Few producers have a sound as characteristic as Umwelt, easily recognizable with his futuristic electro, his powerful techno and his more ambient material. Last year he surprised us with the stunning Dead Eyes Society, undoubtedly, one of the releases of 2022. We will be able to see him live next week at the Ombra festival in a day that will delight electro lovers.
—How did you get into electronic music? You have cited B.W.P. Experiments and the label Direct Drive as first influences. Were you only listening to trance or did you also enjoy electro?
—It all really started with the arrival of New Beat on the radio in ’88 and my first purchases of 45 bpm maxis. That’s when I really started mixing and getting interested in electronic music. In ’91, with the arrival of Radio Maxximum, things got really crazy, with live broadcasts of the first Parisian raves. In ’93, the rave phenomenon arrived in Lyon and I was lucky enough to find myself at the same time in the first underground venue “L’Hypnotic” and host of the radio show “Teknoland”.
Then it got really serious, and connections started to be made with Belgium and in particular with the BWP Experiment krew with Deg and Acid Kirk, who influenced me a lot; their music and sets were incredible. Direct Drive and Adam X were also a big influence with their dark, industrial techno sound; it was a really new vibe at the time.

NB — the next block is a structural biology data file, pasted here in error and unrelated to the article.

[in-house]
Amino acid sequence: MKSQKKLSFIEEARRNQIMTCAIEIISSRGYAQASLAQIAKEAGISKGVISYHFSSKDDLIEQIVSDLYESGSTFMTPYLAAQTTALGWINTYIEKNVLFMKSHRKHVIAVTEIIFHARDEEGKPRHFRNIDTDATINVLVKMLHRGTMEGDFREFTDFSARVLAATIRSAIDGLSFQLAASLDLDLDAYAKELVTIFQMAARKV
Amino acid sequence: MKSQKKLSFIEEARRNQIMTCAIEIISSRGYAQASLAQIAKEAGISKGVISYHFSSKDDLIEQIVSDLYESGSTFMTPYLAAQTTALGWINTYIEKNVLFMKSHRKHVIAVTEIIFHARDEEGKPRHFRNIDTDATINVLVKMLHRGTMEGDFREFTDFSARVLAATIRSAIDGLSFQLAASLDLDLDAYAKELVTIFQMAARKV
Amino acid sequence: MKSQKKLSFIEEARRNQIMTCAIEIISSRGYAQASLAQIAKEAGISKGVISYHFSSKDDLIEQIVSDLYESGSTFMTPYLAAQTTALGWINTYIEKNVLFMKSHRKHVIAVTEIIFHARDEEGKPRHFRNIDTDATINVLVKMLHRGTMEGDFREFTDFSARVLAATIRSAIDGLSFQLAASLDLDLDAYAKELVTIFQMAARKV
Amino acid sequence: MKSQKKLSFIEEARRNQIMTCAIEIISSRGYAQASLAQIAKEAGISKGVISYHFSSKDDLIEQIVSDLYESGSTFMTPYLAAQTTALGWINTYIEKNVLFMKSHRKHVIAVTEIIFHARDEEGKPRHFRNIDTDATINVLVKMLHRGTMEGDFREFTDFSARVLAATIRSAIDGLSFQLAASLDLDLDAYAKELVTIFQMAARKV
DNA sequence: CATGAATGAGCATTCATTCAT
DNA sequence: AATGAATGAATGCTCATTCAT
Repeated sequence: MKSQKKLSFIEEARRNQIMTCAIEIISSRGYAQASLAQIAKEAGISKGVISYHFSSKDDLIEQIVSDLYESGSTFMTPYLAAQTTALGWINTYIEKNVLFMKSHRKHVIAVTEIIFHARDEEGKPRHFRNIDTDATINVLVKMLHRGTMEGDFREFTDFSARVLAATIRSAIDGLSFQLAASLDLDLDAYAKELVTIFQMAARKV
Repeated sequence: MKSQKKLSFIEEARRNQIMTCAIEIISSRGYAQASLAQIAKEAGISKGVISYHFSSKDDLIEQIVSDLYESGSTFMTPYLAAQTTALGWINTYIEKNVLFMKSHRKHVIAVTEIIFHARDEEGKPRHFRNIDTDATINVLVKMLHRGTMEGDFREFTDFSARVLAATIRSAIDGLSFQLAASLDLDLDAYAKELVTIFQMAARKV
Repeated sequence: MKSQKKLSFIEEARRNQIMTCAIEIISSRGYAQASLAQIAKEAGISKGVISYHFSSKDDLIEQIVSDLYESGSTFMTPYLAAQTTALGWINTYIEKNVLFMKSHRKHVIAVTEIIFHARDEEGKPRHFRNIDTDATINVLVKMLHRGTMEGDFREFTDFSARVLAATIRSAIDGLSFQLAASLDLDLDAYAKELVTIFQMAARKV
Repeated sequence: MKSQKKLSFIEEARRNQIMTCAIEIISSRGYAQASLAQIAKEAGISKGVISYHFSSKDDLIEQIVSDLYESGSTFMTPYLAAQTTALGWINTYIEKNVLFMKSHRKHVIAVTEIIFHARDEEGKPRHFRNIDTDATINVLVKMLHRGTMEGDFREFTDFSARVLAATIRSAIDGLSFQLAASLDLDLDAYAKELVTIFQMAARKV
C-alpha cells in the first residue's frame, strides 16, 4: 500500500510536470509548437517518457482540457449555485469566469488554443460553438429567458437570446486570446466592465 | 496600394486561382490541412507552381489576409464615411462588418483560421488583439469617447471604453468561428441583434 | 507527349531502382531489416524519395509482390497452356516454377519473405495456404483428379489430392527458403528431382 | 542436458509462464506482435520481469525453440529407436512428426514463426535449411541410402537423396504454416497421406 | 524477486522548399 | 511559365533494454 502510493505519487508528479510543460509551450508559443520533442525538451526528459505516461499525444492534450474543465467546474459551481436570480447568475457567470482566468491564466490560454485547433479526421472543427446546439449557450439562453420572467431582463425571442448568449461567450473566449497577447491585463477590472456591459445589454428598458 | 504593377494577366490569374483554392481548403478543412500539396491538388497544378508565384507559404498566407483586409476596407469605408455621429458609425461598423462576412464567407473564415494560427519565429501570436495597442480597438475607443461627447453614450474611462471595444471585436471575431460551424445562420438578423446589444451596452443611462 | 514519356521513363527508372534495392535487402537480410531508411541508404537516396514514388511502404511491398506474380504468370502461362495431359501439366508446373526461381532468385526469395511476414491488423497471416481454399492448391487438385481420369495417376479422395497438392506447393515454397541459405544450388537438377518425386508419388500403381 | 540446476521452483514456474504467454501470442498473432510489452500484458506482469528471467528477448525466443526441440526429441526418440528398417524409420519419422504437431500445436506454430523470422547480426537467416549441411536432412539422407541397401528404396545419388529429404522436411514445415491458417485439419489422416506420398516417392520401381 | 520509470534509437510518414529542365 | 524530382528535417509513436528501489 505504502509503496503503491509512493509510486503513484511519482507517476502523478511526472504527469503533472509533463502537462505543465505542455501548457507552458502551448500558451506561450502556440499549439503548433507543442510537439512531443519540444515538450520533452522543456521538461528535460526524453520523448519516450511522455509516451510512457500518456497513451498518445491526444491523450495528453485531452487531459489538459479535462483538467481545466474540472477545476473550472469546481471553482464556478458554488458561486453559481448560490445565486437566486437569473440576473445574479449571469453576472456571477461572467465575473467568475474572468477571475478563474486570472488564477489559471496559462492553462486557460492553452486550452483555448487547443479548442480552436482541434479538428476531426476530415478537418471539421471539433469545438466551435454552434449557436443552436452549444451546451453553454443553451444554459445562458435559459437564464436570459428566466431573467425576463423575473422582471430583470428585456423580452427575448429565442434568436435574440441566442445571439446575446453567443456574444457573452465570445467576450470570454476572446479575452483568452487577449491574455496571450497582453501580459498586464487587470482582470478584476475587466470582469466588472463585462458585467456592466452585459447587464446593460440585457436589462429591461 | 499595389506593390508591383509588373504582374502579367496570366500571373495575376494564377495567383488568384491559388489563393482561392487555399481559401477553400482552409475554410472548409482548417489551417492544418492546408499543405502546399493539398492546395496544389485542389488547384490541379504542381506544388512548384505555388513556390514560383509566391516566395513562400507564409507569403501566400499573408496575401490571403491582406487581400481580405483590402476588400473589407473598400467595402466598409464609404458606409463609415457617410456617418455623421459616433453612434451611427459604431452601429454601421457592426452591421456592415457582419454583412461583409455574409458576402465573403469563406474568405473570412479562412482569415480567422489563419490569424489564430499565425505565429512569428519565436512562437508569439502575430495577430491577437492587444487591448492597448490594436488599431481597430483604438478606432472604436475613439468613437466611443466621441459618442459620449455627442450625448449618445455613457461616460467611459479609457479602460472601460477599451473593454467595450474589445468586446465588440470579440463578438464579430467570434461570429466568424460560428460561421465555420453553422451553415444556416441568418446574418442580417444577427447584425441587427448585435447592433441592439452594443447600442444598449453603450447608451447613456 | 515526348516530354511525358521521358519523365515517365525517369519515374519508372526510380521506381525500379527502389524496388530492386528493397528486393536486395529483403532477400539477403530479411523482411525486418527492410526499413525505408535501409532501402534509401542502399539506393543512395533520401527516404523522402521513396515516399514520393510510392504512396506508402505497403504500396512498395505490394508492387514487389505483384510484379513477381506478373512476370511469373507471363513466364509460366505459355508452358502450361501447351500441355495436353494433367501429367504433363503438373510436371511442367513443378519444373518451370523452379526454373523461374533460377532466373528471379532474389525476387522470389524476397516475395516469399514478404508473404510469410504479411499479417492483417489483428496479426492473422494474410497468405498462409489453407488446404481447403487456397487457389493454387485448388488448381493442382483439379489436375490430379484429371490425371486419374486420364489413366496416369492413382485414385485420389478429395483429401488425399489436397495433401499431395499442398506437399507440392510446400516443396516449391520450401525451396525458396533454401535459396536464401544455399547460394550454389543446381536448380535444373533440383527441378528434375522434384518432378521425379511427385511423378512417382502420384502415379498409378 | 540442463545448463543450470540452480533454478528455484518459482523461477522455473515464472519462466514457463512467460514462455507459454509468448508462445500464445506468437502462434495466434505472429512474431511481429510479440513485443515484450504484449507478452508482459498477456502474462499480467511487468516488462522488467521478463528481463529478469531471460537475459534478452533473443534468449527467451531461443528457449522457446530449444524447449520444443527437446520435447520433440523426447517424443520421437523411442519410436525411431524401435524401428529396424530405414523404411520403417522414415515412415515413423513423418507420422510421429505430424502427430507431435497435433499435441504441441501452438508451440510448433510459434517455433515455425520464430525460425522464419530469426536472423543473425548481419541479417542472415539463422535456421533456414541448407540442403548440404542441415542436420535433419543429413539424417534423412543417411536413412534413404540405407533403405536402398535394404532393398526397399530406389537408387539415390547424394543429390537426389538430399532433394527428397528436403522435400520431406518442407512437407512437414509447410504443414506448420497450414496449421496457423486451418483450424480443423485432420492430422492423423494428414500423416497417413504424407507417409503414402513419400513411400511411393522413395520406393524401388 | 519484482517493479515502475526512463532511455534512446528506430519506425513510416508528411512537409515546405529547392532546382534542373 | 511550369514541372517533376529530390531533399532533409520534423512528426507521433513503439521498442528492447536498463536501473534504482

I discovered the first electro EPs a little later in ’95 with Drexciya, but especially in the late ’90s and early 2000s, when the electro scene was really prolific with productions by Anthony Rother and labels like Electrix, Scopex, Satamile, Breakin, Rotters Golf Club… There were also a lot of techno EPs featuring electro breaks on the B side. For me, it was the golden age of electro.
—Two producers that you have confessed to admire are Terence Fixmer and The Hacker. How would you consider their influence in your career?
—Yes, I have a lot of respect for them, because they’re important French artists on today’s scene. They have always remained true to a certain aesthetic, and have influenced and continue to influence several generations.
—How was the techno/electro scene in France back then?